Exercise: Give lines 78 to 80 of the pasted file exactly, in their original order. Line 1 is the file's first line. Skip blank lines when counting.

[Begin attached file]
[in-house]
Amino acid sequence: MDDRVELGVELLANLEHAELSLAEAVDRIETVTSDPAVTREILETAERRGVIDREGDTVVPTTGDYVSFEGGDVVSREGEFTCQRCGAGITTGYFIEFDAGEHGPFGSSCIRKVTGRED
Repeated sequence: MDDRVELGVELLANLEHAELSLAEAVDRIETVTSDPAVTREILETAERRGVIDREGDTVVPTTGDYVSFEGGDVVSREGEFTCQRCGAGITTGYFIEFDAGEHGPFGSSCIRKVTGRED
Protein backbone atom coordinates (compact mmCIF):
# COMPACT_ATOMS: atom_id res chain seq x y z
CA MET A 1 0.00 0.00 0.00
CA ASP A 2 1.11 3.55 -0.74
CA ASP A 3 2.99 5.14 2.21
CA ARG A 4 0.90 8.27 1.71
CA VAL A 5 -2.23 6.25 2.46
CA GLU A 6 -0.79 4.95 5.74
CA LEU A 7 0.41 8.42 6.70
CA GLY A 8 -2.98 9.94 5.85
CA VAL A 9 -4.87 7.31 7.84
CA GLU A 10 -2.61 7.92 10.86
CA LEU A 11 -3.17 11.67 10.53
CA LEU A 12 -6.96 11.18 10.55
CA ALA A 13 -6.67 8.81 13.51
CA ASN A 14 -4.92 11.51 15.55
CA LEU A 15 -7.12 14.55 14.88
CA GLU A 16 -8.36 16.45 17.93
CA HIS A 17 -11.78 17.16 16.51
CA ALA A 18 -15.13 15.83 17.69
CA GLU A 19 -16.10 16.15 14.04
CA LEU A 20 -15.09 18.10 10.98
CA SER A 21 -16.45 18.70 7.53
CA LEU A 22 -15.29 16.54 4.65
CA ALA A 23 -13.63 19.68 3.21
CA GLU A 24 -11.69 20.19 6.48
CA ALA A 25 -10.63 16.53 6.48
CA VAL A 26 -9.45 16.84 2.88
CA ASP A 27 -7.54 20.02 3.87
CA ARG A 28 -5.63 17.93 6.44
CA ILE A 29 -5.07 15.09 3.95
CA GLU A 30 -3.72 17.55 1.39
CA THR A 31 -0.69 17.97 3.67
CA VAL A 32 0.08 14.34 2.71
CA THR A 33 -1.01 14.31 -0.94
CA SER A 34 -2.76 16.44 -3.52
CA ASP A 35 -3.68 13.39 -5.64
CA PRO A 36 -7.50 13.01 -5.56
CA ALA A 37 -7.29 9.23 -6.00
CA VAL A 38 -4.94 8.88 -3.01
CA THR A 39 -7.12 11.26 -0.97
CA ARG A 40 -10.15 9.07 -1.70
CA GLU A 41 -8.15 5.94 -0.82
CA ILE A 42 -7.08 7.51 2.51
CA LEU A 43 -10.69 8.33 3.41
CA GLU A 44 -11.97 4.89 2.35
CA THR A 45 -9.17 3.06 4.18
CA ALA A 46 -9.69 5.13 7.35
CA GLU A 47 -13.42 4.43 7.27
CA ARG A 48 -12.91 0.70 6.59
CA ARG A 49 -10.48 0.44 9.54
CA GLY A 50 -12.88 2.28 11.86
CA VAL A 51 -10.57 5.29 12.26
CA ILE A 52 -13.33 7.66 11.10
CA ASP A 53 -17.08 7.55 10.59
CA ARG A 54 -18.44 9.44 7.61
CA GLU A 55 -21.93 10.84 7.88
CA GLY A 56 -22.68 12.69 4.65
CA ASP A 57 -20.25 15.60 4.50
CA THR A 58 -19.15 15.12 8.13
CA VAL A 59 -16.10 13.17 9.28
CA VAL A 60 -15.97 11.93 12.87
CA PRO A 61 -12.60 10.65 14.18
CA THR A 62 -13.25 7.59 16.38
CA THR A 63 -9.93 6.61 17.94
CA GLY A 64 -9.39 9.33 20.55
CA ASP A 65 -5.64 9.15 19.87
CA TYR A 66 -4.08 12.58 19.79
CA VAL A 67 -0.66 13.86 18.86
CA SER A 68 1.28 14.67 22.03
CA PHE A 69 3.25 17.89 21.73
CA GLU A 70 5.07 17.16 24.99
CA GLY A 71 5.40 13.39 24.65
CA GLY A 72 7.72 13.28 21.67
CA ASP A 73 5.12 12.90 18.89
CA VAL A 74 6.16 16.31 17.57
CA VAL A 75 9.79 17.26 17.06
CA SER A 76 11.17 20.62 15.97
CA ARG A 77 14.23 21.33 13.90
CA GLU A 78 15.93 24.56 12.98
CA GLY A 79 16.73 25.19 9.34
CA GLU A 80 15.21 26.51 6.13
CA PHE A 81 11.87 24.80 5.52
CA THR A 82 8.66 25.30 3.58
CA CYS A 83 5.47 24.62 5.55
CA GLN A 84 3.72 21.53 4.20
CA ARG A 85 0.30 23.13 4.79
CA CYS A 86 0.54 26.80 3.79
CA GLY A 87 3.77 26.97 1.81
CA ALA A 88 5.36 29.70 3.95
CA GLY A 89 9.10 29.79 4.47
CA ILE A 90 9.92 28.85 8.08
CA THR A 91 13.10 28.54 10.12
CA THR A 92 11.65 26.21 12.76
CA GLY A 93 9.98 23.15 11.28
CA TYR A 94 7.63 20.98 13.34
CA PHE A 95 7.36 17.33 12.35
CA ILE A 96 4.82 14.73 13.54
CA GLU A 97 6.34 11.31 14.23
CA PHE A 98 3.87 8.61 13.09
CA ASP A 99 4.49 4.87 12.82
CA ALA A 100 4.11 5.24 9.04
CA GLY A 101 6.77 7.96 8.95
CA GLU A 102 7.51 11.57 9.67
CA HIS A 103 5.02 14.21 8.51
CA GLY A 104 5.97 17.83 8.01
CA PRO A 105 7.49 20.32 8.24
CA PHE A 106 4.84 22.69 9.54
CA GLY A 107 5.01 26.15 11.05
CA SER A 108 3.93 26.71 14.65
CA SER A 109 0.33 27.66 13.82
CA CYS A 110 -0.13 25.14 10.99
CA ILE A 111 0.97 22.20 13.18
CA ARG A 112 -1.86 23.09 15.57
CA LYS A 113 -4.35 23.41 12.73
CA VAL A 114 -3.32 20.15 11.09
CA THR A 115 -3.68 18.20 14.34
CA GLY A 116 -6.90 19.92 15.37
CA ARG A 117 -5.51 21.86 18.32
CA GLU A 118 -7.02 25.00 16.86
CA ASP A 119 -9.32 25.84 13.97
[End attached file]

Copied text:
CA ASP A 73 5.12 12.90 18.89
CA VAL A 74 6.16 16.31 17.57
CA VAL A 75 9.79 17.26 17.06